Solar thermal collectors are more and more used as a source of renewable energy for domestic hot water production and space heating. A common problem with such systems is overheating and the resulting stagnation of the collector. During stagnation, high temperatures lead to water evaporation, glycol degradation, and stresses in the collector with increasing pressure. Special precautions are necessary to release this pressure; only mechanical solutions exist nowadays. Additionally, the occurring elevated temperatures lead to degradation of the materials the solar collector is made of. This concerns seals, insulation materials, and also the black selective coating on the solar absorber.
Thermochromic materials could be a promising way to avoid overheating of solar thermal collectors.
Optical switching of materials can be obtained by organic and inorganic materials. An example for a thermochromic organic paint is shown in Fig.1.
Fig. 1: Thermochromic transition of an organic paint which changes its colour from red to white at a transition temperature of 35°C. The transition can be induced by simply warming up the sample with one’s hands.
Preliminary studies have shown that the durability of organic thermochromic compounds might however not be sufficient for glazed metallic collectors. For this reason, novel inorganic, durable thermochromic coatings are being developed at LESO-PB (see Fig. 2). These coatings are deposited using several processes such as sol-gel coating, reactive evaporation and reactive magnetron sputtering.
Several experimental methods are used to characterize the physical properties of these thermochromic coatings, which exhibit a complex electronic structure. Spectroscopic ellipsometry is a highly accurate method for determining the temperature-dependent dielectric function of the thermochromic coatings during the reversible transition from the semiconducting to the metallic phase. The size of the nanocrystals in the nanocomposite texture of the films is measured by X-ray diffraction (XRD), while the chemical composition can be inferred from Rutherford backscattering (RBS) or electron microprobe analysis (EPMA). The information coming from the various complementary techniques helps us to understand the fascinating physics of these novel thermochromic solar coatings.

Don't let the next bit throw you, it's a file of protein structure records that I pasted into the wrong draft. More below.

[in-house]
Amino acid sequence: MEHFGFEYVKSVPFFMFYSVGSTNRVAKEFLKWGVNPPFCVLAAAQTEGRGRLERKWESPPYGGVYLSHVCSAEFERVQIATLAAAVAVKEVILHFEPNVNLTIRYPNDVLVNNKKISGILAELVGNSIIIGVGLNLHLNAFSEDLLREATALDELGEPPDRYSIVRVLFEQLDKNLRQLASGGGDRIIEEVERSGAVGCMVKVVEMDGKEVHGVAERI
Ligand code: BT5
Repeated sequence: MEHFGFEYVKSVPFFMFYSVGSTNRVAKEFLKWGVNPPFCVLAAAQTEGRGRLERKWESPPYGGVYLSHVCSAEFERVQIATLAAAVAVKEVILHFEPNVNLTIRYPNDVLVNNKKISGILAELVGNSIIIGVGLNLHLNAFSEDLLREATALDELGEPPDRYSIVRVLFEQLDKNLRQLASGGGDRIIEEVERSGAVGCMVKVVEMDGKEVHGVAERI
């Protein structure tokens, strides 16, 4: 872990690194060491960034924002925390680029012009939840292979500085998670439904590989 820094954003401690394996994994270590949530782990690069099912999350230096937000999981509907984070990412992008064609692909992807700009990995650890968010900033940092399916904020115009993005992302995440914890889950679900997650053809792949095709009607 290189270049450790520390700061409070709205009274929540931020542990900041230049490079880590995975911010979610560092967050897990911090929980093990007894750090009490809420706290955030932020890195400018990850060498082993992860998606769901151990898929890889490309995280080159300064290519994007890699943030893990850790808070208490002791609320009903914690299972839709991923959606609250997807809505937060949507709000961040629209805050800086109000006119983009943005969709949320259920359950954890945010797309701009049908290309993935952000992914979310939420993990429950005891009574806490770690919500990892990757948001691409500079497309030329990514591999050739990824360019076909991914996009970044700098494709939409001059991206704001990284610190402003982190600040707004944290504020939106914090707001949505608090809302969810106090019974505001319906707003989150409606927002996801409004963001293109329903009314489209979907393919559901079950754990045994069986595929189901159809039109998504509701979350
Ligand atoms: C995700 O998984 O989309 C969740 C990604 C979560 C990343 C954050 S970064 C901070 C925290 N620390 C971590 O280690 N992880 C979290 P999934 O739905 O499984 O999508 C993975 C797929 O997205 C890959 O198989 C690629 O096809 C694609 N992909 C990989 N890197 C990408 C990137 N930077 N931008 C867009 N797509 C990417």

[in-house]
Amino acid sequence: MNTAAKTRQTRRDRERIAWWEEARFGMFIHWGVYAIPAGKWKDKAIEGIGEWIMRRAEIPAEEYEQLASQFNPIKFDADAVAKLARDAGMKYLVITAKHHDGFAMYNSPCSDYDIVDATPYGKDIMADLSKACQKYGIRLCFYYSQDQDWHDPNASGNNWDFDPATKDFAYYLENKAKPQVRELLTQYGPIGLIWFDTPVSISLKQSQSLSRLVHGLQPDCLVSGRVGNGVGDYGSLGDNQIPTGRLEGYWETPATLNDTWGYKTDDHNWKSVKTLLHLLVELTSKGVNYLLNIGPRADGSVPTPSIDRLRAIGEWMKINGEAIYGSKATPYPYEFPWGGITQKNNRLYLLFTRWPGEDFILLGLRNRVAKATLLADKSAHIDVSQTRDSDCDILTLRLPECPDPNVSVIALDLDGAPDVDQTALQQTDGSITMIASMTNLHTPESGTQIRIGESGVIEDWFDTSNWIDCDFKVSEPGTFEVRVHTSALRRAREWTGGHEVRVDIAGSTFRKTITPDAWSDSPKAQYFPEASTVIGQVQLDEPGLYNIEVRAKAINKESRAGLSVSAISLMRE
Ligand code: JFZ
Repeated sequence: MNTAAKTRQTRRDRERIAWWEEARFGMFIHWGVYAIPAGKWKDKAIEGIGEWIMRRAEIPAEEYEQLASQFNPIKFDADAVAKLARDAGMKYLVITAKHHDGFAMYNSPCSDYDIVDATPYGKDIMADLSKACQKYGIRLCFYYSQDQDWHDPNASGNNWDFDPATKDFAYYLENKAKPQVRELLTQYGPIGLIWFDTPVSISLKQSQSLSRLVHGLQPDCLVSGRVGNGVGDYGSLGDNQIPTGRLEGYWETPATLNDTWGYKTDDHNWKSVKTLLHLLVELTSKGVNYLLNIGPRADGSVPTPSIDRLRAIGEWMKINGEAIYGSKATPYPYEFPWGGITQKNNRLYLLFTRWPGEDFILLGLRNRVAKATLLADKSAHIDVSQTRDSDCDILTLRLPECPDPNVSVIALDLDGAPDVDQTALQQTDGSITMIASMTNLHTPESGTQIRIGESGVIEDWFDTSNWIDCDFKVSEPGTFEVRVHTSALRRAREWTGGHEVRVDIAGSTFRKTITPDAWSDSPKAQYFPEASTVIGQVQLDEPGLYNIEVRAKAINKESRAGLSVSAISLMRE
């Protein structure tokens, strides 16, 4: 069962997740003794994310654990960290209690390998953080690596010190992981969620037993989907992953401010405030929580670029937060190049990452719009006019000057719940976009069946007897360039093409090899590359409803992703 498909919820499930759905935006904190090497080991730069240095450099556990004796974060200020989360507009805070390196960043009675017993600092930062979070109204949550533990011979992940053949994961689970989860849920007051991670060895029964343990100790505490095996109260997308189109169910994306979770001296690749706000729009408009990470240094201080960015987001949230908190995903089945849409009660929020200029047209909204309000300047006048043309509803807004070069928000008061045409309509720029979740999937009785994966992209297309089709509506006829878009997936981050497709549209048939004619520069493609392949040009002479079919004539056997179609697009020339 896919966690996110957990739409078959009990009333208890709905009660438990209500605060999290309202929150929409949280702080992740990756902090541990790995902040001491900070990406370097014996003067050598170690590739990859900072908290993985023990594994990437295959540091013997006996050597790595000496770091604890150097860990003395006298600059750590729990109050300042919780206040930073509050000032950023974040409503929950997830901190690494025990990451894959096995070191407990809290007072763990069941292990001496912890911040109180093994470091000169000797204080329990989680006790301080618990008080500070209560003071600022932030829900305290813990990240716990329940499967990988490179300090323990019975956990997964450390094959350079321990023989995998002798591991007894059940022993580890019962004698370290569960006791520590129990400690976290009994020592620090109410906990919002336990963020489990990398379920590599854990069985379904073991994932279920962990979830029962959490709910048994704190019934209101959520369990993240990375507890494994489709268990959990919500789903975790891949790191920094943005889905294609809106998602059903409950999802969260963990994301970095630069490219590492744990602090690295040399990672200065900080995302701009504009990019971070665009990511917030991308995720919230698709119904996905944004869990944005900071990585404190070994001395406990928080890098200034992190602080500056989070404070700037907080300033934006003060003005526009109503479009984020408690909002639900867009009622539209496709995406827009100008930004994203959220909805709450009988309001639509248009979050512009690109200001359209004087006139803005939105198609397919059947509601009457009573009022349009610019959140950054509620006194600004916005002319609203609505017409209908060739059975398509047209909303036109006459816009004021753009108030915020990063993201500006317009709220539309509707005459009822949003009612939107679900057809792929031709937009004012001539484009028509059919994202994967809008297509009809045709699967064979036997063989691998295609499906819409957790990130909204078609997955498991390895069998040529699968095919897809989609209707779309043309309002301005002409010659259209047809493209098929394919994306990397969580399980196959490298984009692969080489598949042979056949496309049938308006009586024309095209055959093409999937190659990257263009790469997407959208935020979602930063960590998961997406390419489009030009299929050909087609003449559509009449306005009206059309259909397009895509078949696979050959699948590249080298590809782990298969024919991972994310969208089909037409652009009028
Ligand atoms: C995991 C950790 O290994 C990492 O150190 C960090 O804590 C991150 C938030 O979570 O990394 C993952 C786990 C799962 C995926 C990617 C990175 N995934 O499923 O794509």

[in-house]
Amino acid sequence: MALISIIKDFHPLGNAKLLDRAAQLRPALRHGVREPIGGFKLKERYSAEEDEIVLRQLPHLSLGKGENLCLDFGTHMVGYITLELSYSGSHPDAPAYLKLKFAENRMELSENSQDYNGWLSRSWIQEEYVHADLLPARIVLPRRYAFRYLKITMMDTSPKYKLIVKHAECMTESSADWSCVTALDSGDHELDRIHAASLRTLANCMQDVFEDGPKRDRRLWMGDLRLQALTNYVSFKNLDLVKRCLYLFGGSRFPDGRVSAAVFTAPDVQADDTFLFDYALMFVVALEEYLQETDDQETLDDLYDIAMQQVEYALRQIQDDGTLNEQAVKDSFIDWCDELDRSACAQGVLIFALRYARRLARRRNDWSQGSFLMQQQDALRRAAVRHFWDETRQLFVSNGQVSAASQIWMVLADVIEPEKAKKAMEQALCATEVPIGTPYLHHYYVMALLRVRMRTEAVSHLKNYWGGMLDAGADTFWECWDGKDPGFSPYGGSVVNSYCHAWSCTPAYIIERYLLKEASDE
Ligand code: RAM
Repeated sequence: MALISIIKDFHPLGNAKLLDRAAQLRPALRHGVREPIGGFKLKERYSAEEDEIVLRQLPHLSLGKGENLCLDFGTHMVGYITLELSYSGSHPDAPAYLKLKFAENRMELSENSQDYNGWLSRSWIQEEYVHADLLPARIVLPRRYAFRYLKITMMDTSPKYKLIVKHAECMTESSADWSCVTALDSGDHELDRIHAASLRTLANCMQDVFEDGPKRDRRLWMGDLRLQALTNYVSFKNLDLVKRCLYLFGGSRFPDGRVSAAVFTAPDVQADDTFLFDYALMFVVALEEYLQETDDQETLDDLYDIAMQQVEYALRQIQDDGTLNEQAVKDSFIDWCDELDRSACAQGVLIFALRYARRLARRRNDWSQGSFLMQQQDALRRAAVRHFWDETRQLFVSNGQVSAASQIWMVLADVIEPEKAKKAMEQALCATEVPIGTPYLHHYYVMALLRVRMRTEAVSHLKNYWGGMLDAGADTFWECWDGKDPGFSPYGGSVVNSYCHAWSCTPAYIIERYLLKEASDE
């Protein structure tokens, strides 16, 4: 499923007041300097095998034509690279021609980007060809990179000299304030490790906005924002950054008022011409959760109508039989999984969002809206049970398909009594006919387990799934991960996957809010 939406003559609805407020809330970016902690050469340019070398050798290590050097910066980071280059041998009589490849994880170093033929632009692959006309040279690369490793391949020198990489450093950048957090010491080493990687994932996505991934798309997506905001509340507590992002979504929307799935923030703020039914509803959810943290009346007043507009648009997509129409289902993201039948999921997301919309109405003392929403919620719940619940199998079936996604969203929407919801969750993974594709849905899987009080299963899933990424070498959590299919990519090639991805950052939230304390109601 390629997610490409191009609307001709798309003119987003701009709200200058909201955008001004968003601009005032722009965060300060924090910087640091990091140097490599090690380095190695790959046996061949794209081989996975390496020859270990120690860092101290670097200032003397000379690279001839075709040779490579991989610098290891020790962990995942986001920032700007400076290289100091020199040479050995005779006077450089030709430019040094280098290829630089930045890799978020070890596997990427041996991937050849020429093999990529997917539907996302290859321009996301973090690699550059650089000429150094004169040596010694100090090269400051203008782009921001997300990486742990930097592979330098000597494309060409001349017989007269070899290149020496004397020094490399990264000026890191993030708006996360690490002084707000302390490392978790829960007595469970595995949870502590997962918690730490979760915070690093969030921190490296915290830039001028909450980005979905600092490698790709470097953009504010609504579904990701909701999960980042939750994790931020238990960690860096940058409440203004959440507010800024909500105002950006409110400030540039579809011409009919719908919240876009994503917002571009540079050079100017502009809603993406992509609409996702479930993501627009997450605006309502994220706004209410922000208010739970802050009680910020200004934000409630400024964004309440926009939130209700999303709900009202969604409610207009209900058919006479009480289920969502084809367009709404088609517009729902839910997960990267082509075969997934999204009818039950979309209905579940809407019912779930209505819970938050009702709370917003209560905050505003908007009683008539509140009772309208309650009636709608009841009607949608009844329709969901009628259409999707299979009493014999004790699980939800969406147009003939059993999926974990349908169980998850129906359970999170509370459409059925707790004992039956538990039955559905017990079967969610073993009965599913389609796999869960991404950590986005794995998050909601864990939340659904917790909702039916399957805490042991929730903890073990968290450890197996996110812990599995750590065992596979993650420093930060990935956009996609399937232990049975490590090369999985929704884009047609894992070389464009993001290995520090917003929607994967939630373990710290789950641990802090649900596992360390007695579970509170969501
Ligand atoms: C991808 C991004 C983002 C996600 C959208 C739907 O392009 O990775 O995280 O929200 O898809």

Fig. 2: Infrared imaging of the thermochromic behaviour of an inorganic thin film. Above the transition temperature, the film shows metallic behaviour and is opaque (image on the left). Below the transition temperature, the film is semiconducting and therefore IR – transparent (image on the right).
Switchable Selective Absorber Coatings for Overheating Protection of Solar Thermal Collectors. Thèse EPFL, n° 5878 (2013)
Publications in this domain:
Influence of doping in thermochromic V1−xWxO2 and V1−xAlxO2 thin films: Twice improved doping efficiency in V1−xWxO2, in Journal of Alloys and Compounds, vol. 621, p. 206-211, 2015.
Temperature-dependent multiangle FTIR NIR-MIR ellipsometry of thermochromic VO2 and V1-xWxO2 films, in Solar Energy, vol. 118, p. 107-116, 2015.
Thermal solar collector with VO2 absorber coating and V1-xWxO2 thermochromic glazing – Temperature matching and triggering, in Solar Energy, vol. 110, p. 151–159, 2014.